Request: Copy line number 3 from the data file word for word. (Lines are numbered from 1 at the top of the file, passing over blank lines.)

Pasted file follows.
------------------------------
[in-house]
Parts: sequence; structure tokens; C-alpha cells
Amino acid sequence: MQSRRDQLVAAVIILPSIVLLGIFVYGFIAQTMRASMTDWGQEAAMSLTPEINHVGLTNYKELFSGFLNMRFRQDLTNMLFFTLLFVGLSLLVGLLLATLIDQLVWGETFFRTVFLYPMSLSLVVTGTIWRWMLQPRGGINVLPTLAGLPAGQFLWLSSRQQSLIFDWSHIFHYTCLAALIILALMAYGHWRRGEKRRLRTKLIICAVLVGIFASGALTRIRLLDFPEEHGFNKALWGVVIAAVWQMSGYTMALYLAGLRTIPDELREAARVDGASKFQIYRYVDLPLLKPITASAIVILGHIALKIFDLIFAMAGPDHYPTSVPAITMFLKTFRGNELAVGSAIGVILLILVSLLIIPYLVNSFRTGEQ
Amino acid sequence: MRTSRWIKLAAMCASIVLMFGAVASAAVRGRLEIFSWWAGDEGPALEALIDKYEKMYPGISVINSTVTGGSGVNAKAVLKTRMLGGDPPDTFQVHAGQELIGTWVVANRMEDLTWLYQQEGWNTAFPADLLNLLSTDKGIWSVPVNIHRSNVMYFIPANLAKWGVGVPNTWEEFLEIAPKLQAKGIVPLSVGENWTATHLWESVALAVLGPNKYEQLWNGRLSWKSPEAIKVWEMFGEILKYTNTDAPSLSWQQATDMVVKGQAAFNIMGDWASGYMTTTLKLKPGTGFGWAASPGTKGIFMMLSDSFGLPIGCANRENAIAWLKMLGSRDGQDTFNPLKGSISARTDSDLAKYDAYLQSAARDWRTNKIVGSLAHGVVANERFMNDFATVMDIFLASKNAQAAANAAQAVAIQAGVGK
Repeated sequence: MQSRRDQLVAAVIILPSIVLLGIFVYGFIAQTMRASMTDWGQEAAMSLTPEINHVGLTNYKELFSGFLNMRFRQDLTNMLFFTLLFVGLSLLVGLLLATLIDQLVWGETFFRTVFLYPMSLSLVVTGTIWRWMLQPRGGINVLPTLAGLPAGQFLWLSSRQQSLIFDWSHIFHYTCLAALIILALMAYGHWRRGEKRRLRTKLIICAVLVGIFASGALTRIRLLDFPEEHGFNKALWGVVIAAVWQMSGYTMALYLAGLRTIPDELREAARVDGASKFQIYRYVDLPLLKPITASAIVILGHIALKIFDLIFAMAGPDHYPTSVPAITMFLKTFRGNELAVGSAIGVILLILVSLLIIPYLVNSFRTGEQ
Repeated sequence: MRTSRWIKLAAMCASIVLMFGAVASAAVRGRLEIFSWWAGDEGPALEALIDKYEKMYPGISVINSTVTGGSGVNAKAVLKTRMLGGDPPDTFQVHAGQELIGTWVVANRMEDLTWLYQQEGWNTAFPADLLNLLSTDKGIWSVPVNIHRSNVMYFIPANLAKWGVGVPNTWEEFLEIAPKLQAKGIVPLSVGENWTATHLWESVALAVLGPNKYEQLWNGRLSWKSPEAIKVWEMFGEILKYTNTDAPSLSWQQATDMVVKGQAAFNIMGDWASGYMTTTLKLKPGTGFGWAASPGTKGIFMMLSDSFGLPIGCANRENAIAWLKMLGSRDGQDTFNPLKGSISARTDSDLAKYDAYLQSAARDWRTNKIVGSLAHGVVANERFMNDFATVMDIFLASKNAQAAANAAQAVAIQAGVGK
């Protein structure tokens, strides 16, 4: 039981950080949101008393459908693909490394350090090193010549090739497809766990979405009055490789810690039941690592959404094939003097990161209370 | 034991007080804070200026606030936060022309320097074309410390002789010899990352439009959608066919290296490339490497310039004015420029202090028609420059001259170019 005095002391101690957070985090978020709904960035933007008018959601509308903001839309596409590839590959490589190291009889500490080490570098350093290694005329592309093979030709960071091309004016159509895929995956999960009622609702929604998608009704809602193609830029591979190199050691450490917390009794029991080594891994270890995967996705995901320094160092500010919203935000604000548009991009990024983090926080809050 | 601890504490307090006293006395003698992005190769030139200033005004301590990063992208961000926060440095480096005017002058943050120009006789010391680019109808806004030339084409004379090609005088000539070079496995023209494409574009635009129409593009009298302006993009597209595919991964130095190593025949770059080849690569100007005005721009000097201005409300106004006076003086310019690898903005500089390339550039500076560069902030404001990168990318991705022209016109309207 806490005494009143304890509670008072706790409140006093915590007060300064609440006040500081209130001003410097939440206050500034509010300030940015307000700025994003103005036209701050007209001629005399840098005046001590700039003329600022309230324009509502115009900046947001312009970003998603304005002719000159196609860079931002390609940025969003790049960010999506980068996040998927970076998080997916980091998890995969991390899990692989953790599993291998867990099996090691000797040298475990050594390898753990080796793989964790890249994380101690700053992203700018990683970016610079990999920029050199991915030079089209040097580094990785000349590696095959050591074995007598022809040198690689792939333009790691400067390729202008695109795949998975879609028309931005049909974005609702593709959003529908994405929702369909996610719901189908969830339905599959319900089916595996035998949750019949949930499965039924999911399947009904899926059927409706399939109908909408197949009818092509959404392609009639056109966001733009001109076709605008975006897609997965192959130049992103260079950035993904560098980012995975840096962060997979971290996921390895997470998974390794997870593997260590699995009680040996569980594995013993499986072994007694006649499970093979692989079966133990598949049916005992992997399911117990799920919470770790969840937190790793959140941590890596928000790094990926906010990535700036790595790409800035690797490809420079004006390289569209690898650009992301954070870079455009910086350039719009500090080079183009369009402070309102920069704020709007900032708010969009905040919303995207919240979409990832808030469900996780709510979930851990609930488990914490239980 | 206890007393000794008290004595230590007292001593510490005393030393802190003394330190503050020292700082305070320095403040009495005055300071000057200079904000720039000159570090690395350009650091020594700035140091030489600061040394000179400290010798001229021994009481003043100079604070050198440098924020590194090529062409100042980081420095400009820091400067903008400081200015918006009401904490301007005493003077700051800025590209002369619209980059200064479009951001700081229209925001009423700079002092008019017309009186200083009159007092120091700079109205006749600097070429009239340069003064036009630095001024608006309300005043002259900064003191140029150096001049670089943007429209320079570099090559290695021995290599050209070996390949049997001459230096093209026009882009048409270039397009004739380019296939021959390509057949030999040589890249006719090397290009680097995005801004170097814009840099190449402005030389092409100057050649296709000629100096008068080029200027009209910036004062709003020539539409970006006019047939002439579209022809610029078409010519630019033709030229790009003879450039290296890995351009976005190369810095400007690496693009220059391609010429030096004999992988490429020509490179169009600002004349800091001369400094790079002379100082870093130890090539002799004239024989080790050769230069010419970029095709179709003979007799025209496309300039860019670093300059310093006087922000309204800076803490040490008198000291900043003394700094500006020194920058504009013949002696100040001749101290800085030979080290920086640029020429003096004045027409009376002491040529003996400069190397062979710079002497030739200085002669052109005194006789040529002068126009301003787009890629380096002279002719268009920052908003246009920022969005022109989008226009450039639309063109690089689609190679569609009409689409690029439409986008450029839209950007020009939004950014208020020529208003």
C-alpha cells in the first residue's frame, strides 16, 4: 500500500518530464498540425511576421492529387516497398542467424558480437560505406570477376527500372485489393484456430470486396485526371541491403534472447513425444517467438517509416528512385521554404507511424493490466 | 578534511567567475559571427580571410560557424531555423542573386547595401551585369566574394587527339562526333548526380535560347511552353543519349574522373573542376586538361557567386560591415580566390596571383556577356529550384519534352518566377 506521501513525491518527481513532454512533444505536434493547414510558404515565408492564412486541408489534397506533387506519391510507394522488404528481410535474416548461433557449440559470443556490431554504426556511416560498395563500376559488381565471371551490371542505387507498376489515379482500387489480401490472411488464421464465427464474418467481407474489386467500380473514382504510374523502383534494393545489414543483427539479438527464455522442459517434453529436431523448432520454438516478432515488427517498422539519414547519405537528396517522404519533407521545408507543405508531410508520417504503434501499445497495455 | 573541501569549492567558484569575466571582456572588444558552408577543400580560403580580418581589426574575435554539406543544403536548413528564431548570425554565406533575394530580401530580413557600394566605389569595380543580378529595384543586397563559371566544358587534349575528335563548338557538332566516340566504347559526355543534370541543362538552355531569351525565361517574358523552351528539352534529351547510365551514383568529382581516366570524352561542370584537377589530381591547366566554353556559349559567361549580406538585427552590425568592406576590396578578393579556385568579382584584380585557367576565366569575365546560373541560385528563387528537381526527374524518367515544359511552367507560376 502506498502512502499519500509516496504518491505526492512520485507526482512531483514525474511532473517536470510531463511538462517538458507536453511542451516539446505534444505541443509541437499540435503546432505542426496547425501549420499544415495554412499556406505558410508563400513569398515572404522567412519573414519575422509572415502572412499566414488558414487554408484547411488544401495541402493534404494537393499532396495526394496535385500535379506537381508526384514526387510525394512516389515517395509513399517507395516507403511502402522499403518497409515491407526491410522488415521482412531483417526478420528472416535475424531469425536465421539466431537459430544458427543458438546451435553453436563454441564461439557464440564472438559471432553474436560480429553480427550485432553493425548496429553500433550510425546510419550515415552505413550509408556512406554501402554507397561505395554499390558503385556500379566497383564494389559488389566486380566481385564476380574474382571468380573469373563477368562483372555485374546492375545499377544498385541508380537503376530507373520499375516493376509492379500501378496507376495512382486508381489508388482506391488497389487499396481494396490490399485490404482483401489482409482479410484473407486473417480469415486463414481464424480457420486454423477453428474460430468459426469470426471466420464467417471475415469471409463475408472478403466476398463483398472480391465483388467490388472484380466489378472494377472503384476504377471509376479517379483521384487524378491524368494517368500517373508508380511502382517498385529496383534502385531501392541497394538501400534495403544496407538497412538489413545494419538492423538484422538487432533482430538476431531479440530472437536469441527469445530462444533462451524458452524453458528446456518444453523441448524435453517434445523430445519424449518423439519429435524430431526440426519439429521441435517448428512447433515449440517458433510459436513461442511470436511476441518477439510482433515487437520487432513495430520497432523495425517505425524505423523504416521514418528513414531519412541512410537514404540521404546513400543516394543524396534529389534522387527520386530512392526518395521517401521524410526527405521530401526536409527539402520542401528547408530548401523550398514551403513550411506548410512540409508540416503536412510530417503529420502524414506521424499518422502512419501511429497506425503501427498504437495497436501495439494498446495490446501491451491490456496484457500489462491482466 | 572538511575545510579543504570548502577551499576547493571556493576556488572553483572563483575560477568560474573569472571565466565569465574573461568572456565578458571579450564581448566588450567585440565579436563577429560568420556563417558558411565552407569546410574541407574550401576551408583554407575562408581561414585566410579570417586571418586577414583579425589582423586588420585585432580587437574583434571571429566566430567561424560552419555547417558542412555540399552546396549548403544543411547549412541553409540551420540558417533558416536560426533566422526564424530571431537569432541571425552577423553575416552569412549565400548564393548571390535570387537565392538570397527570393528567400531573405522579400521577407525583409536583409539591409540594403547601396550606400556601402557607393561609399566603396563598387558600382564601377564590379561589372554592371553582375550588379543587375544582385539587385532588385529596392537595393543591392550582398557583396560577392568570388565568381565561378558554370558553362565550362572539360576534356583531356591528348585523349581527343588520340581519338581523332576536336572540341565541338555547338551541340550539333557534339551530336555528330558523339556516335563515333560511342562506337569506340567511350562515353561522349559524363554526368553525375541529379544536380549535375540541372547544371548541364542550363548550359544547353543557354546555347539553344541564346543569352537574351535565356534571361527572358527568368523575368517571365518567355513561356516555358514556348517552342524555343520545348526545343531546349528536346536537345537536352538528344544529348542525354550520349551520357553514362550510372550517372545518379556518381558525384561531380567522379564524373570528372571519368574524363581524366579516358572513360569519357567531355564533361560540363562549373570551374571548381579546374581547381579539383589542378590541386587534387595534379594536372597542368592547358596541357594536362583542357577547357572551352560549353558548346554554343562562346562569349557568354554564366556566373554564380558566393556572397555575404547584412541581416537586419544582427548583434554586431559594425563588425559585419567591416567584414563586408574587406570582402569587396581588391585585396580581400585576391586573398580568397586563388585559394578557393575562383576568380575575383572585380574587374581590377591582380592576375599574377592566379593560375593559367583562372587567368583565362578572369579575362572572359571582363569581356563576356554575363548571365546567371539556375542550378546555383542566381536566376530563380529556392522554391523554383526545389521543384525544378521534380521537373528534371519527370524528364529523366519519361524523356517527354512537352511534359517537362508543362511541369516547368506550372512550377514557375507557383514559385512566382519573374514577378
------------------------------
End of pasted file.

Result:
Amino acid sequence: MQSRRDQLVAAVIILPSIVLLGIFVYGFIAQTMRASMTDWGQEAAMSLTPEINHVGLTNYKELFSGFLNMRFRQDLTNMLFFTLLFVGLSLLVGLLLATLIDQLVWGETFFRTVFLYPMSLSLVVTGTIWRWMLQPRGGINVLPTLAGLPAGQFLWLSSRQQSLIFDWSHIFHYTCLAALIILALMAYGHWRRGEKRRLRTKLIICAVLVGIFASGALTRIRLLDFPEEHGFNKALWGVVIAAVWQMSGYTMALYLAGLRTIPDELREAARVDGASKFQIYRYVDLPLLKPITASAIVILGHIALKIFDLIFAMAGPDHYPTSVPAITMFLKTFRGNELAVGSAIGVILLILVSLLIIPYLVNSFRTGEQ